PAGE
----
Our Middle East Tax Newsletter aims to provide you with regular updates, insights and practical guidance on the tax implications of doing business in the region. In this issue, we put a spotlight on the key considerations for a transfer of business in the UAE, and summarize the most recent tax-related developments from across the Gulf Cooperation Council (GCC).
FTA issues Public Clarification on transfer of business in the UAE
The UAE Federal Tax Authority (FTA) has published Public Clarification VATP015 on the key considerations for a transaction to qualify as a transfer of business in the UAE. As a transfer of business is outside the scope of VAT, qualified transactions will have implications for both the seller and the buyer. Although Public Clarifications merely reflect the view of the FTA (from the inception of VAT, e.g. 1 January 2018) and are not binding, they provide useful guidance on how the FTA interprets the legislation.
Asset sale vs share sale
It is important to differentiate between a sale of shares and a sale of assets from a VAT perspective. While a sale of shares is not subject to VAT, a sale of assets is, in principle, subject to VAT at the standard rate of 5%, unless:
- The zero rate applies (for example, for medical equipment);
- An exemption applies (for example, the sale of bare land);
- The sale takes place between members of the same VAT group; or
- The sale of assets qualifies as a transfer of business that is outside the scope of VAT
Transfer of business
The FTA has now clarified its view on the three conditions required for a sale of assets to qualify as a transfer of business.
1. The assets must constitute a business (as a whole or part).
The transferred assets must effectively give the buyer the possession of the whole or part of a business, where that part is capable of operating separately. All the assets and liabilities that are necessary for the continued operation of the business must be transferred to the buyer. Although the FTA does not seem to take into account the assets of the buyer in determining the transfer of business. For example, even if the buyer has adequate employees to continue the business, it appears that the FTA will still require the transfer of the seller's employees in order for the sale to qualify as a transfer of business.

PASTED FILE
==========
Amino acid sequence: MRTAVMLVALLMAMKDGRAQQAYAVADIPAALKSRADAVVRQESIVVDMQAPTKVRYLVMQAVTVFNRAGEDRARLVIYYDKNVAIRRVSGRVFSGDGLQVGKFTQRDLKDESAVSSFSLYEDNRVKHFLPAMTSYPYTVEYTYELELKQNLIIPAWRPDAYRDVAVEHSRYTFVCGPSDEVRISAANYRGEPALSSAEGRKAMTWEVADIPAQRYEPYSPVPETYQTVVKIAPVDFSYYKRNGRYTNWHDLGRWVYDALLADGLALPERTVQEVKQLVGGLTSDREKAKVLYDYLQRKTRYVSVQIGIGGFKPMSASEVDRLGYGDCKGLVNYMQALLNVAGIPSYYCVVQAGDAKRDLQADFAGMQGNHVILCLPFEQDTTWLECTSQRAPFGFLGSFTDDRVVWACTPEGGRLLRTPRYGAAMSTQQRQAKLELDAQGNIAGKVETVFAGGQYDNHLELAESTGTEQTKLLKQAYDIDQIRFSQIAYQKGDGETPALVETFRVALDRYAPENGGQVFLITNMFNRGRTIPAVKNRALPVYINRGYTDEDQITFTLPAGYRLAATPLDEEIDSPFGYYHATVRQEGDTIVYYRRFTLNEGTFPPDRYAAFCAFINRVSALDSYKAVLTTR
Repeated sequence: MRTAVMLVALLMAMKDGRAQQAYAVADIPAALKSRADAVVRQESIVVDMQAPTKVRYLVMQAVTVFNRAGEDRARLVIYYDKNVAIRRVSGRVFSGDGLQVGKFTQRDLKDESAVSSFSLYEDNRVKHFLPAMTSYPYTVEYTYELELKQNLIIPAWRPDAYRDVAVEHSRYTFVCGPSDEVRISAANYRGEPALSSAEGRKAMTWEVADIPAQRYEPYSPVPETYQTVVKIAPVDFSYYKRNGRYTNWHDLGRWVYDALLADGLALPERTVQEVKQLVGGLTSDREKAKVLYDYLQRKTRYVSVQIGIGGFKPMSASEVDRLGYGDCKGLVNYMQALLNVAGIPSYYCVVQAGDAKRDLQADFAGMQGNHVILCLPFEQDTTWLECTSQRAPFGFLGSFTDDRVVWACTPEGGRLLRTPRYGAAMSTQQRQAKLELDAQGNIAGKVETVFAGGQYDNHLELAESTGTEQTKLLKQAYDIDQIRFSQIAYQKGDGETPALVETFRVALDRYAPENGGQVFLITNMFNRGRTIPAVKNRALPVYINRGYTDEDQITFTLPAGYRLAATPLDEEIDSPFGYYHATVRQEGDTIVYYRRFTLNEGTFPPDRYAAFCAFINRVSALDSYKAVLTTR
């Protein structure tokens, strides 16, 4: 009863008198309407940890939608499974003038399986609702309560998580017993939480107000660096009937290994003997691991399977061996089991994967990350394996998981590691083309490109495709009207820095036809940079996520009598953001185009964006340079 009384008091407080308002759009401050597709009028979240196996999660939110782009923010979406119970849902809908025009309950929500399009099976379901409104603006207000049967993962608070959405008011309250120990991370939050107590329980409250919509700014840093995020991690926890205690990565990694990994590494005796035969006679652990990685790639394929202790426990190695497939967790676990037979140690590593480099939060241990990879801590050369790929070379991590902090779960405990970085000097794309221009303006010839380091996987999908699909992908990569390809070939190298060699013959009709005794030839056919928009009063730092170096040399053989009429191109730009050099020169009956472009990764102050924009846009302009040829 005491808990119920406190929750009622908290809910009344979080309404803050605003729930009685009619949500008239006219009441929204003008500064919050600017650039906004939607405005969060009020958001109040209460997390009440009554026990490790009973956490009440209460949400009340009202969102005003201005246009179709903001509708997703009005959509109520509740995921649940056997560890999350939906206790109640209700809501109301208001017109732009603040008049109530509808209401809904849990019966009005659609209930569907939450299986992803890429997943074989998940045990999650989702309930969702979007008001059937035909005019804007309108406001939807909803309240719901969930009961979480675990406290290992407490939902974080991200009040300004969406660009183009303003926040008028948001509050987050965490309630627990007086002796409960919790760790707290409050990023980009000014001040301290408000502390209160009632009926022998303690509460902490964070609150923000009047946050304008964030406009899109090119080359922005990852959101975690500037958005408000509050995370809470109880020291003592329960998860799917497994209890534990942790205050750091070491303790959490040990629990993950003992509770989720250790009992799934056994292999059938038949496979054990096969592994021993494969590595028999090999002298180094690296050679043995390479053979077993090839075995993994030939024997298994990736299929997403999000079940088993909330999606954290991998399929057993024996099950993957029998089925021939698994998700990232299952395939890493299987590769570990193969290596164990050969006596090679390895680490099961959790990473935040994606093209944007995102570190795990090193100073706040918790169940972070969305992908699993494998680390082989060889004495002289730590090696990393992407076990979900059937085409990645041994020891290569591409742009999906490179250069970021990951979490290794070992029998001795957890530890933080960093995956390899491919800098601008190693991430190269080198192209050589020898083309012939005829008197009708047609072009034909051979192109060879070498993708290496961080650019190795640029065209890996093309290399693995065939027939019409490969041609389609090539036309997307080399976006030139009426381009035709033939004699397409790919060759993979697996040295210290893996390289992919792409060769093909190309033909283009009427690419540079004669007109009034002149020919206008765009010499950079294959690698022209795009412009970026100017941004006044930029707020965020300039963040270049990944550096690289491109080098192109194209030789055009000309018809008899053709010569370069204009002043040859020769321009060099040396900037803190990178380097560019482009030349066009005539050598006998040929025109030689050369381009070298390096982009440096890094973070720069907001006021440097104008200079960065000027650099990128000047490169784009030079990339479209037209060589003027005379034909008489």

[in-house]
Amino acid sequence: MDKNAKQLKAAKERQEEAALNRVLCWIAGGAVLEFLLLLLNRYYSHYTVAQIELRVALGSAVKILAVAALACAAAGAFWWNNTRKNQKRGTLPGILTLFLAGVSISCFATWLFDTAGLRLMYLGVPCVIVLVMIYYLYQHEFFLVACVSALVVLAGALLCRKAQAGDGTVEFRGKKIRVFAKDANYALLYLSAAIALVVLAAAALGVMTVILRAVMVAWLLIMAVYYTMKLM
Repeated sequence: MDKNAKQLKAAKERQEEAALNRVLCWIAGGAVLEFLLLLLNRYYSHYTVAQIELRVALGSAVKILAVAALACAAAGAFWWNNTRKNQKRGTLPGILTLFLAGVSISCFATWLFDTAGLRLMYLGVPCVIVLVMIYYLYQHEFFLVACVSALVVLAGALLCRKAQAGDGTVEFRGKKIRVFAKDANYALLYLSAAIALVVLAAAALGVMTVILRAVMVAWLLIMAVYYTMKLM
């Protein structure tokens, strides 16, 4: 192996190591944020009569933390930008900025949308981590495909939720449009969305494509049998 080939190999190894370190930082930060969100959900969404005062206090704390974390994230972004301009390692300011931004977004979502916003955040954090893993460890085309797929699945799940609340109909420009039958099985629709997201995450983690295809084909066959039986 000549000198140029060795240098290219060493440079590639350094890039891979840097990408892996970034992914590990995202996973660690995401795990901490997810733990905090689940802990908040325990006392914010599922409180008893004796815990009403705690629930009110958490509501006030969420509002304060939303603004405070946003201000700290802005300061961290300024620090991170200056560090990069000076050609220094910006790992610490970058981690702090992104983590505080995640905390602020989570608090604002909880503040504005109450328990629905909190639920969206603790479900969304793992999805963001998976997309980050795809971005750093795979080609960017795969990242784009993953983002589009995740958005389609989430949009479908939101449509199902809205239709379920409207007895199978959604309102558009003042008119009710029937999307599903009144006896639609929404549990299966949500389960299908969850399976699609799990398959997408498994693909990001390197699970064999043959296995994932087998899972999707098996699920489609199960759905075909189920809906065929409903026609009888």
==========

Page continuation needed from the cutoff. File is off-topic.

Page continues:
In addition the transfer of assets does not qualify as a transfer of business if the business has yet to commence or if the business has ceased its activities. The FTA does not explain how such transfers can be qualified but considering the business does not exist at the time of transfer, the transfer of assets should be outside the scope of VAT (unless the ceased or new business is part of a wider business whereby the normal VAT rules would apply). Only supplies made by an existing business are within the scope of VAT.
2. The transfer of assets must be made to a taxable person.
Any of the following conditions must be in effect on the date of transfer:
- The buyer is registered for VAT;
- The buyer is required to be registered under the mandatory registration rules and has applied for registration to the FTA; or
- The buyer has applied for voluntary registration and the FTA has accepted the application.
Difficulties may arise when a new company is used to buy the assets, as it would need to make sure that it has all the required documents to apply for VAT registration before the transfer takes place.
3. The buyer must intend to continue the business.